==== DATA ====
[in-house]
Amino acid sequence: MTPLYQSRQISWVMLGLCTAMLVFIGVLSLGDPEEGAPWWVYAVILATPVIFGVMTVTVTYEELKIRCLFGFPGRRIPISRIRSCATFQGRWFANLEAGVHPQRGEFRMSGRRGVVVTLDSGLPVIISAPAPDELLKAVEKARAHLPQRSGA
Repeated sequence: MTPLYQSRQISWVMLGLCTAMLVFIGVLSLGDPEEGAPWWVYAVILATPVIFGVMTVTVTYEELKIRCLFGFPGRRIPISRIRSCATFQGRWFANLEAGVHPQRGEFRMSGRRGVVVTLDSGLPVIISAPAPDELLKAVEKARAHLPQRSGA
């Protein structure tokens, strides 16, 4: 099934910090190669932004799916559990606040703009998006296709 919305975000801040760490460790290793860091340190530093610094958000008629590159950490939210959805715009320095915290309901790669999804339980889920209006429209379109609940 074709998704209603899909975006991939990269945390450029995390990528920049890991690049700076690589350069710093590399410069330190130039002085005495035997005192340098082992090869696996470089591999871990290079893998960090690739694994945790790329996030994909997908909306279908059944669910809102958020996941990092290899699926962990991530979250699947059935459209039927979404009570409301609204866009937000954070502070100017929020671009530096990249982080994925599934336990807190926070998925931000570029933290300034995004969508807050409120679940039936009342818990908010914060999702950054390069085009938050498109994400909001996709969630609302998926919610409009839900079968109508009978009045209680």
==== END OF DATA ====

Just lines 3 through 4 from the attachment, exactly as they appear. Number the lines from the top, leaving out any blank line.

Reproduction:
Repeated sequence: MTPLYQSRQISWVMLGLCTAMLVFIGVLSLGDPEEGAPWWVYAVILATPVIFGVMTVTVTYEELKIRCLFGFPGRRIPISRIRSCATFQGRWFANLEAGVHPQRGEFRMSGRRGVVVTLDSGLPVIISAPAPDELLKAVEKARAHLPQRSGA
């Protein structure tokens, strides 16, 4: 099934910090190669932004799916559990606040703009998006296709 919305975000801040760490460790290793860091340190530093610094958000008629590159950490939210959805715009320095915290309901790669999804339980889920209006429209379109609940 074709998704209603899909975006991939990269945390450029995390990528920049890991690049700076690589350069710093590399410069330190130039002085005495035997005192340098082992090869696996470089591999871990290079893998960090690739694994945790790329996030994909997908909306279908059944669910809102958020996941990092290899699926962990991530979250699947059935459209039927979404009570409301609204866009937000954070502070100017929020671009530096990249982080994925599934336990807190926070998925931000570029933290300034995004969508807050409120679940039936009342818990908010914060999702950054390069085009938050498109994400909001996709969630609302998926919610409009839900079968109508009978009045209680």